An Assembly bill that would repeal state limits on rent control laws drew protest Friday at a hearing in San Francisco from landlords who said it would put many of them out of business and take housing units off the market.
Assembly Bill 1506 would repeal the 1995 Costa-Hawkins Act, which prohibits rent control on units built after 1995, exempts single-family homes and condos and allows landlords to raise rents to market value between tenants.
Introduced by Santa Monica Assemblyman Richard Bloom last month with the backing of San Francisco Assemblyman David Chiu and Oakland Assemblyman Rob Bonta, the bill would allow local jurisdictions to set their own laws.
AB 1506 is only one of more than 100 bills on housing affordability and homelessness related issues introduced in this year's legislative session, Chiu said.
An Assembly Housing and Community Development Committee hearing held in San Francisco Friday, one of a series of such hearings to be held throughout the state, was intended to highlight those efforts and allow local housing experts to weigh in.
A large group of landlords from San Francisco and San Jose, however, made it clear that the issues would not be easy to resolve. They complained that the legislation would make it difficult for small property owners to continue renting to tenants and said legislators should instead focus on building more affordable housing.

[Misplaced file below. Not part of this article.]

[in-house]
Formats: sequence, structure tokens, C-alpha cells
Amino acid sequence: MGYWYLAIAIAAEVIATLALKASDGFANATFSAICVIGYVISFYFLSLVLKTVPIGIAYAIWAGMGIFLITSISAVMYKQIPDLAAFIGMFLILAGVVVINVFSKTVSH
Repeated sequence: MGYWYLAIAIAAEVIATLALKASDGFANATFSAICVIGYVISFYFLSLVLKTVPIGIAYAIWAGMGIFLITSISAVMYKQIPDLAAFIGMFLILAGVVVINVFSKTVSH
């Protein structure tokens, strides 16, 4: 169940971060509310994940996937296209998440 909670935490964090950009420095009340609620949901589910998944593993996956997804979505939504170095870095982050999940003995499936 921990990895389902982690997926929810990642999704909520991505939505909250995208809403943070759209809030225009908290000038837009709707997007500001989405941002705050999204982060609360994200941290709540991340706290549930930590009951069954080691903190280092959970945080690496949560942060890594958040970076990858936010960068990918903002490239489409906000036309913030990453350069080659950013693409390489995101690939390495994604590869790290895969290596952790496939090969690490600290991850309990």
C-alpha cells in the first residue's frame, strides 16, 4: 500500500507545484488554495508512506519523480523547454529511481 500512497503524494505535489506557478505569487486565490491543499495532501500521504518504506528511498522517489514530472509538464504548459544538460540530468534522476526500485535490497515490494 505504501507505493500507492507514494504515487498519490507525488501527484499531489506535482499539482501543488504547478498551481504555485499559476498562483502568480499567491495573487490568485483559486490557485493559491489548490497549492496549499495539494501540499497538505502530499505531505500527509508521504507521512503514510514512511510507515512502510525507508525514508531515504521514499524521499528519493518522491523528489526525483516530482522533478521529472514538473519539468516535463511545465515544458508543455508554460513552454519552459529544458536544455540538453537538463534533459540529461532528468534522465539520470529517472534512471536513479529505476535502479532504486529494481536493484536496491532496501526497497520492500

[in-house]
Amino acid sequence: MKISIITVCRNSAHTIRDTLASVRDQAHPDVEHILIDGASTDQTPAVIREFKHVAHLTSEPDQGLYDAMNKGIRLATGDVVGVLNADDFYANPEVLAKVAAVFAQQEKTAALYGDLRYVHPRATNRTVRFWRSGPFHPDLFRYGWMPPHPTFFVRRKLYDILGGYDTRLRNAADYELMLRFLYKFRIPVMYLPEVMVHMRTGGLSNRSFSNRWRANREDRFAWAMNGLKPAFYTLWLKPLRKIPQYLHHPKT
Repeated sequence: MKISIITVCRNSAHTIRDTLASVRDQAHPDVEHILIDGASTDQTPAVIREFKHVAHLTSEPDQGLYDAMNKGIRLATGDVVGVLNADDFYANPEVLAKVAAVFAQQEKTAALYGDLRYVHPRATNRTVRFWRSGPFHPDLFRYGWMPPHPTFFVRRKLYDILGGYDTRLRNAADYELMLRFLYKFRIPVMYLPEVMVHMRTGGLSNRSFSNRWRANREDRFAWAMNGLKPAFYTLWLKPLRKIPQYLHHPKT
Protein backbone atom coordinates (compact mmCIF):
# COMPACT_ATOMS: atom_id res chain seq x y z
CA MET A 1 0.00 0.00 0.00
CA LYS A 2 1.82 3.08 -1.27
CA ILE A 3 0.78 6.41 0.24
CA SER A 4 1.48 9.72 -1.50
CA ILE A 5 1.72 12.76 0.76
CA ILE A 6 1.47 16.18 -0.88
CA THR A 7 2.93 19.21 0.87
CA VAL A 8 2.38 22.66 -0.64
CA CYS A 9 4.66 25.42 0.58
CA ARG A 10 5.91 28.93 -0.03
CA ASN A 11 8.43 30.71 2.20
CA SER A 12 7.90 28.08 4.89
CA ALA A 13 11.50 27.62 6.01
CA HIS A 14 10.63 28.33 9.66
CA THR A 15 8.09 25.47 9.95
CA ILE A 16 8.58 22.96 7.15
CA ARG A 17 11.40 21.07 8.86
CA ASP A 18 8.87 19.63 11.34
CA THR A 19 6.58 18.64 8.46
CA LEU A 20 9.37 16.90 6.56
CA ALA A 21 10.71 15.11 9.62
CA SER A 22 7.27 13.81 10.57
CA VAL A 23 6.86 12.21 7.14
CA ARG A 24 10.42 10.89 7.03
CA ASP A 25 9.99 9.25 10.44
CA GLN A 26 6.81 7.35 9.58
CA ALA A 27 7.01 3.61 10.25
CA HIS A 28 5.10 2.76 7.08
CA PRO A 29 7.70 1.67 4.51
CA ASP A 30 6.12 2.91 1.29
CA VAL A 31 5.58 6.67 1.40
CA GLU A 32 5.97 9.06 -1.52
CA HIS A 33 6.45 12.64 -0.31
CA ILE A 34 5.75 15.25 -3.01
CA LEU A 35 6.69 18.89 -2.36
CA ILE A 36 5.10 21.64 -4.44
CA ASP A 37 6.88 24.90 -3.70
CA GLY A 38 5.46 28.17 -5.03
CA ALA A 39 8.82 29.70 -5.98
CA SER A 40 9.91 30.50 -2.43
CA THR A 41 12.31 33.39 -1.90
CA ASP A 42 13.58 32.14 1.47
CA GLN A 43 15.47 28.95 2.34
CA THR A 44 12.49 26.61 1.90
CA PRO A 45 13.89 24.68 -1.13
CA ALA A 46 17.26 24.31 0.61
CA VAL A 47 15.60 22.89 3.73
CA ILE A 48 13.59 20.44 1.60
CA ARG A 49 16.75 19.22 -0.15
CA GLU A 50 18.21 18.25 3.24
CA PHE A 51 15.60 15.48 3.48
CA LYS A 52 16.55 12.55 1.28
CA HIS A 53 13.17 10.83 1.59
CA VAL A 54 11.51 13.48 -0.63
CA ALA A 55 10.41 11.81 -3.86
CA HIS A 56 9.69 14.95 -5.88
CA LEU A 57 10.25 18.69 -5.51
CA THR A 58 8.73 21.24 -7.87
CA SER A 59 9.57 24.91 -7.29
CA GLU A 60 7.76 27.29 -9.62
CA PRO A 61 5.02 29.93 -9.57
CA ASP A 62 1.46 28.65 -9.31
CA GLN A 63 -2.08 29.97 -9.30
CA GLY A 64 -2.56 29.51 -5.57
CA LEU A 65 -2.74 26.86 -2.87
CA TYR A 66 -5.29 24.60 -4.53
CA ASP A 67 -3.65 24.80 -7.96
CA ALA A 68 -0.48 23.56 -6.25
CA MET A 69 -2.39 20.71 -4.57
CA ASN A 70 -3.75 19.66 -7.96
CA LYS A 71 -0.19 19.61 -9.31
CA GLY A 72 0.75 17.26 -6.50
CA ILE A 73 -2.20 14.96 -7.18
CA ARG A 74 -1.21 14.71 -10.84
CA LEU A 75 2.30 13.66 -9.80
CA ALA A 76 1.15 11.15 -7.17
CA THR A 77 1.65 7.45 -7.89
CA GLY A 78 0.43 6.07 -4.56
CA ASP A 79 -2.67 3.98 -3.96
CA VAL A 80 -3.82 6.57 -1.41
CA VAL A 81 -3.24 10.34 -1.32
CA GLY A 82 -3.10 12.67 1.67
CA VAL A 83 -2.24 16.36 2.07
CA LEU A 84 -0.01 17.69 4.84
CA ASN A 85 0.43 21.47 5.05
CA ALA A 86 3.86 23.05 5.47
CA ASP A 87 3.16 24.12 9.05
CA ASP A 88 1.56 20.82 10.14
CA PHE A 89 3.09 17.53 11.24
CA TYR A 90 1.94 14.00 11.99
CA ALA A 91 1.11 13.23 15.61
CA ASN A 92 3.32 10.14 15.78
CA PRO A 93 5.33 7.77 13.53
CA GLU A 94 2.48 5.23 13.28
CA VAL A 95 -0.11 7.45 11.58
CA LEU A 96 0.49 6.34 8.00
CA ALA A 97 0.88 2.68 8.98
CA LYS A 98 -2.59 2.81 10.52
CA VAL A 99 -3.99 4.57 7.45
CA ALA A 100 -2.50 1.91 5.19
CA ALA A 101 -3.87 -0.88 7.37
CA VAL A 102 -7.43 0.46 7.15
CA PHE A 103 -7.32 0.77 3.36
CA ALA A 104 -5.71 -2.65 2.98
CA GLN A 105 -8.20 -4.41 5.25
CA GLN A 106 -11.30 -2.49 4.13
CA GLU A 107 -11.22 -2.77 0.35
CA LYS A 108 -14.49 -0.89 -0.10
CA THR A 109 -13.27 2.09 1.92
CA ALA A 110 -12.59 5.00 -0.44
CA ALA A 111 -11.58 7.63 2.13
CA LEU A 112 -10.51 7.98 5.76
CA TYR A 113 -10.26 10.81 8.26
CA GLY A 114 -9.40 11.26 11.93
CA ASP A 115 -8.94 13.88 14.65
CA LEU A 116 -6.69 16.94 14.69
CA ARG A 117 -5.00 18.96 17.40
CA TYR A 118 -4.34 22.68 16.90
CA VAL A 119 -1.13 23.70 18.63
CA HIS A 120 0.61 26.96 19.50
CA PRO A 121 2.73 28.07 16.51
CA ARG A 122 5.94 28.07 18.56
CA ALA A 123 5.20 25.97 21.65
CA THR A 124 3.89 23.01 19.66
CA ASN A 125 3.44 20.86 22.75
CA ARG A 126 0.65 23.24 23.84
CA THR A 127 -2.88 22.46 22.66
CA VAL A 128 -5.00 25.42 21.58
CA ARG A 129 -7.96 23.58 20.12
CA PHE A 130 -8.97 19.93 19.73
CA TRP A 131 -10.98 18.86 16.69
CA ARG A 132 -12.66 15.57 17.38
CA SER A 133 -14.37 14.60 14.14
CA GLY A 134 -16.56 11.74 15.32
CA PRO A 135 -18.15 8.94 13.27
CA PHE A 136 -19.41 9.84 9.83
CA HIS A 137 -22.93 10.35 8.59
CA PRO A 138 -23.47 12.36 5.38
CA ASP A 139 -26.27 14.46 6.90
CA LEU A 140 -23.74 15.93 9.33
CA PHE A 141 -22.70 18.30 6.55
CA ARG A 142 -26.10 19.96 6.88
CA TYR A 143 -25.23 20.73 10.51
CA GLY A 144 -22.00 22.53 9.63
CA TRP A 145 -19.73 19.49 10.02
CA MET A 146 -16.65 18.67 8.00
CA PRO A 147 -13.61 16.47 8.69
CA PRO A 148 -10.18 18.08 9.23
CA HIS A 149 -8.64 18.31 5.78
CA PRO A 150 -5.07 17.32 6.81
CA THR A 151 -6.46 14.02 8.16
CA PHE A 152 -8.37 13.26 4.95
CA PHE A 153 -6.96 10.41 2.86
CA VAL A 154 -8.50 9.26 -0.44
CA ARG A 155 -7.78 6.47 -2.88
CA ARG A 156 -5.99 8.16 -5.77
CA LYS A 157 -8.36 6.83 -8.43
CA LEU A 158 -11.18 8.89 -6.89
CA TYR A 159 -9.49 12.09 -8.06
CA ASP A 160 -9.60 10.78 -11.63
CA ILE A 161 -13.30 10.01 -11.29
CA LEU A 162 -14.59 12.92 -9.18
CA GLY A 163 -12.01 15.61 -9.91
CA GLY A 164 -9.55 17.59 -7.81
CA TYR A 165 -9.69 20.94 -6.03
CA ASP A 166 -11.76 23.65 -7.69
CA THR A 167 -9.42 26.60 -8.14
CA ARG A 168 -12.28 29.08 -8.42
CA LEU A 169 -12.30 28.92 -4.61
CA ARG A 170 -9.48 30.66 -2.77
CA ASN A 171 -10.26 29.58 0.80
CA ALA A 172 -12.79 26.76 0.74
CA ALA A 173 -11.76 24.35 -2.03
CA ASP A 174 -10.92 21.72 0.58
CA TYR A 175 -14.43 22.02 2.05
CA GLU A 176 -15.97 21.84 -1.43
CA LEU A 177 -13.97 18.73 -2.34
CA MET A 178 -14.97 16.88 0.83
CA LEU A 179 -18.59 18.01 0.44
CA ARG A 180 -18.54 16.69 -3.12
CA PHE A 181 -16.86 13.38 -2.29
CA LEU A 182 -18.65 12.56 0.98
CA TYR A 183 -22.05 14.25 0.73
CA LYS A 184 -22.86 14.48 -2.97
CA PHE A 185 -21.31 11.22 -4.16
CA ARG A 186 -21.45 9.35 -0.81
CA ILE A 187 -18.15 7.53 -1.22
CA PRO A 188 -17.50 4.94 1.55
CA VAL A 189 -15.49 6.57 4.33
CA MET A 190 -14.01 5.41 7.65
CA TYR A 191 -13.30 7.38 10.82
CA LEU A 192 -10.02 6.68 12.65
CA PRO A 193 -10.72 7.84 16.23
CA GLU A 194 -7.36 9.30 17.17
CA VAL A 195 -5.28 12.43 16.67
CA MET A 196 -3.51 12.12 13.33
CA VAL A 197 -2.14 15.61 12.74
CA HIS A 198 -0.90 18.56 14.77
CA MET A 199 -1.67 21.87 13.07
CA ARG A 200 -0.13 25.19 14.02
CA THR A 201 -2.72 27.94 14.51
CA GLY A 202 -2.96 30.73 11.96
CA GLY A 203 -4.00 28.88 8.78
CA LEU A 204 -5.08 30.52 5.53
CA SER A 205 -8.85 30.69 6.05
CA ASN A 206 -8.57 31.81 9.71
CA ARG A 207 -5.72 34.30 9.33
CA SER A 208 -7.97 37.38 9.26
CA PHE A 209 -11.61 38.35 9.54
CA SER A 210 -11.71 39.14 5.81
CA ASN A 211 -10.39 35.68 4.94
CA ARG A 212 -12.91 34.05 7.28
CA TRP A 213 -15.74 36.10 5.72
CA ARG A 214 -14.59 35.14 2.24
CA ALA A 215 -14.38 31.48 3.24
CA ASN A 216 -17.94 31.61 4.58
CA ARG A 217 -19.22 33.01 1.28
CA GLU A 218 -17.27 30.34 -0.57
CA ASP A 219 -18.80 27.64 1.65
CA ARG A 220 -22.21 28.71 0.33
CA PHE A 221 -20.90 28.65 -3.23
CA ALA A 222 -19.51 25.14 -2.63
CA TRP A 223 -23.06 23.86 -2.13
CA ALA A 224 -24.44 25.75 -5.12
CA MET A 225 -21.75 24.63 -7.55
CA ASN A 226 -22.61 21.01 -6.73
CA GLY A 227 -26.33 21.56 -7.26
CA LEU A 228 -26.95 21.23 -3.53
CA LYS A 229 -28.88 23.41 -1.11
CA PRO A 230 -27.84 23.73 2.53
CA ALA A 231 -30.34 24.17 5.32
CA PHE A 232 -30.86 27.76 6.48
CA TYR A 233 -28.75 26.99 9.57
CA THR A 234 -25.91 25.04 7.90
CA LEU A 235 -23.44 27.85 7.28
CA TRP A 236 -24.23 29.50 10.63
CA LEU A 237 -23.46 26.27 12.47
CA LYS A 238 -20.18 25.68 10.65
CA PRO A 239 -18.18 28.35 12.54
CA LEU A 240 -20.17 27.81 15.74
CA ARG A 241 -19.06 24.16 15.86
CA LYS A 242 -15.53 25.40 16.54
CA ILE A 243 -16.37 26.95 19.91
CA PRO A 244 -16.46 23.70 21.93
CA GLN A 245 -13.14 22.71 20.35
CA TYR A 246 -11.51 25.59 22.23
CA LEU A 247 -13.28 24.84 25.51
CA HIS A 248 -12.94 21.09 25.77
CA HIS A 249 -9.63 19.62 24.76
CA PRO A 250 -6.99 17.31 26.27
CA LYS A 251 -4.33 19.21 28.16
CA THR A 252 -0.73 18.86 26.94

"This is the same sort of law that caused thousands of units to be abandoned across New York City, the owners just couldn't maintain their buildings," said Noni Richen, president of the Small Property Owners of San Francisco.
Richen argued that increasing rent control restrictions would lead to the creation of more vacant units in the city and increase the housing shortage.
The bill is expected to draw the support of tenants' organizations. One San Francisco-based group, Tenants Together, described Costa-Hawkins as a "failed" law that has "exacerbated California's affordable housing crisis.
"The Act unfairly ties the hands of cities that are attempting to deal with runaway housing costs at the local level," the group said in a statement after the bill was introduced.
Chiu, who is committee chairman, emphasized that legislators were looking at a range of solutions, ranging from finding ways to build more affordable housing to ensuring that cities and counties build the housing they are supposed to be building, as well as ways to protect tenants from displacements.
"These are not easy conversations," Chiu said. "If we don't work together, we're going to be stalemated, and what we'll be left with is the highest rents in the country and the highest housing costs."